WASHINGTON–(BUSINESS WIRE)–The Financial Industry Regulatory Authority (FINRA) today announced it
has fined Deutsche Bank Securities Inc. $6 million for failing to
provide complete and accurate trade data in an automated format in a
timely manner when requested by FINRA and the Securities and Exchange
Commission (SEC). As part of the settlement, Deutsche Bank has agreed to
retain an independent consultant to improve its policies, systems and
procedures related to blue sheet submissions.
FINRA and the SEC regularly request certain trade data, also known as
“blue sheets,” to assist in the investigation of market manipulation and
insider trading. Federal securities laws and FINRA rules require firms
to provide this information to FINRA and other regulators electronically
upon request. Blue sheets provide regulators with critical detailed
information about securities transactions, including the security, trade
date, price, share quantity, customer name, and whether it was a buy,
sale or short sale. This information is essential to regulators’ ability
to discharge their enforcement and regulatory mandates.
Cameron Funkhouser, Executive Vice President and Head of FINRA’s Office
of Fraud Detection and Market Intelligence, said, “Firms are expected to
provide complete, accurate and timely blue sheet data in response to
regulatory requests. Incomplete and inaccurate blue sheet data
compromises our ability to identify individuals engaging in insider
trading schemes and other fraudulent activity. Firms must invest the
resources necessary to ensure that they are providing complete and
accurate blue sheet data whenever requested – without exception.”
FINRA found that from at least 2008 through at least 2015, Deutsche Bank
experienced significant failures with its blue sheet systems used to
compile and produce blue sheet data, including programming errors in
system logic and the firm’s failure to implement enhancements to meet
regulatory reporting requirements. These failures caused the firm to
submit thousands of blue sheets to regulators that misreported or
omitted critical information on over 1 million trades.
Additionally, FINRA found a significant number of Deutsche Bank’s blue
sheet submissions did not meet regulatory deadlines. Firms typically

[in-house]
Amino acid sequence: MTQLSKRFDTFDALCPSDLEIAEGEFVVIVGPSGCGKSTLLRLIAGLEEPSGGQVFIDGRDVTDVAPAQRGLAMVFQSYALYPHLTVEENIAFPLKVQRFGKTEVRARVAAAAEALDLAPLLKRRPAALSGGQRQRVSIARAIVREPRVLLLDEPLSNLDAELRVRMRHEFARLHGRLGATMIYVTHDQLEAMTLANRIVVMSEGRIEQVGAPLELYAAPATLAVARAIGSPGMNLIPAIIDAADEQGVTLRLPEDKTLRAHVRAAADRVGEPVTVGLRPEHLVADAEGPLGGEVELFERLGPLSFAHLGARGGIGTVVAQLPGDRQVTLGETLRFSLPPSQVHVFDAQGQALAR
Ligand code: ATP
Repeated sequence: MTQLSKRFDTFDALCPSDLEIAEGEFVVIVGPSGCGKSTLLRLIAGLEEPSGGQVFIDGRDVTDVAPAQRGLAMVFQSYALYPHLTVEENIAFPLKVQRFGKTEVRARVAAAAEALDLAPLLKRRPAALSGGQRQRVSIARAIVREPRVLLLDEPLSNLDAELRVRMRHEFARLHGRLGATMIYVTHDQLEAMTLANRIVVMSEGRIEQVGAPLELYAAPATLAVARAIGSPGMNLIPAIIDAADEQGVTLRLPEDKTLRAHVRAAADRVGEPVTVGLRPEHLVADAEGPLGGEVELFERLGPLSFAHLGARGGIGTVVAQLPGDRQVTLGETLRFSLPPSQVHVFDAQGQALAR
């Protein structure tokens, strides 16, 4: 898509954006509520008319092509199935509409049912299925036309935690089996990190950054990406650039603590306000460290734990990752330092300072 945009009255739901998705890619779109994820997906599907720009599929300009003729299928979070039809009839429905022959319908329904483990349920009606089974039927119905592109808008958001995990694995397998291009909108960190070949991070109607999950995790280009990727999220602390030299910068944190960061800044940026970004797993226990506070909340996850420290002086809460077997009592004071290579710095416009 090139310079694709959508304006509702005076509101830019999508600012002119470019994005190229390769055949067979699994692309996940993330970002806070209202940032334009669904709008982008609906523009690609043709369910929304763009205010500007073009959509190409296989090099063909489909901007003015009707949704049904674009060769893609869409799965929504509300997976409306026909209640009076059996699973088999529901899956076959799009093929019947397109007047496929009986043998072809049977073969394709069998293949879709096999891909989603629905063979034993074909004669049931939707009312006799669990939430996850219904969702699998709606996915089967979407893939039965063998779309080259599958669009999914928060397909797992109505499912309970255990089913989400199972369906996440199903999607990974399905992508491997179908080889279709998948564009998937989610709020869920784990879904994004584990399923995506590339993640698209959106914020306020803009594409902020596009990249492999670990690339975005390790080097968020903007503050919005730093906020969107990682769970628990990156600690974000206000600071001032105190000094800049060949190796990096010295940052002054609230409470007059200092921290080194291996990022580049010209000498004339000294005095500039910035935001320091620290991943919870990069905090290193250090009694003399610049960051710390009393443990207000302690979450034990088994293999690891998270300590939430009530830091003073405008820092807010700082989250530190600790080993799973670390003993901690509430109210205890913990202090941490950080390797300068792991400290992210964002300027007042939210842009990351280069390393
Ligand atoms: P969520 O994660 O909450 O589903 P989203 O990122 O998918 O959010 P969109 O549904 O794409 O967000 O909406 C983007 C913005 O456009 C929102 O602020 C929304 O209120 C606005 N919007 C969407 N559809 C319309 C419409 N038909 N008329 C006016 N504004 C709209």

have 10 business days to respond to a blue sheet request. Between
January 2014 and August 2015, approximately 40 percent of Deutsche
Bank’s blue sheets were filed past the regulatory deadline; and
likewise, from July to August 2015, more than 90 percent of Deutsche
Bank’s blue sheets were not submitted to FINRA on a timely basis.
In settling this matter, Deutsche Bank neither admitted nor denied the
charges, but consented to the entry of FINRA’s findings.
FINRA’s investigation was conducted by the Office of Fraud Detection and
Market Intelligence, and the Department of Enforcement.
Investors can obtain more information about, and the disciplinary record
of, any FINRA-registered broker or brokerage firm by using FINRA’s
BrokerCheck. FINRA makes BrokerCheck available at no charge. In 2015,
members of the public used this service to conduct 71 million reviews of
broker or firm records. Investors can access BrokerCheck at www.finra.org/brokercheck
or by calling (800) 289-9999. Investors may find copies of this
disciplinary action as well as other disciplinary documents in FINRA’s
Disciplinary Actions Online database. Investors can also call FINRA’s
Securities Helpline for Seniors at (844) 57-HELPS for
assistance or to raise concerns about issues they have with their
brokerage accounts and investments.
FINRA, the Financial Industry Regulatory Authority, is the largest
independent regulator for all securities firms doing business in the
United States. FINRA is dedicated to investor protection and market
integrity through effective and efficient regulation and complementary
compliance and technology-based services. FINRA touches virtually every
aspect of the securities business – from registering and educating all
industry participants to examining securities firms, writing rules,
enforcing those rules and the federal securities laws, and informing and
educating the investing public. In addition, FINRA provides surveillance
and other regulatory services for equities and options markets, as well
as trade reporting and other industry utilities. FINRA also administers
the largest dispute resolution forum for investors and firms. For more
information, please visit www.finra.org.